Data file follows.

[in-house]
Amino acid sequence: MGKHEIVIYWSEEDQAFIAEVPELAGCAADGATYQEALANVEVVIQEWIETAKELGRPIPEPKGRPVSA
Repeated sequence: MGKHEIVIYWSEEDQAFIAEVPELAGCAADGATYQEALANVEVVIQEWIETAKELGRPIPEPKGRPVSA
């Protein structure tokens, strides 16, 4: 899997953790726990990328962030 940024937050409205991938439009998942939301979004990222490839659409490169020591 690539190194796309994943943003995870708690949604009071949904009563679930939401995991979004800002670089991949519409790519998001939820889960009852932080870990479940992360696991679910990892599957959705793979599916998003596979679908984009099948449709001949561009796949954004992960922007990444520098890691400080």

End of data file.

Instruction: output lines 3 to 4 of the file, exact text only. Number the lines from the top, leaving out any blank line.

Repeated sequence: MGKHEIVIYWSEEDQAFIAEVPELAGCAADGATYQEALANVEVVIQEWIETAKELGRPIPEPKGRPVSA
């Protein structure tokens, strides 16, 4: 899997953790726990990328962030 940024937050409205991938439009998942939301979004990222490839659409490169020591 690539190194796309994943943003995870708690949604009071949904009563679930939401995991979004800002670089991949519409790519998001939820889960009852932080870990479940992360696991679910990892599957959705793979599916998003596979679908984009099948449709001949561009796949954004992960922007990444520098890691400080």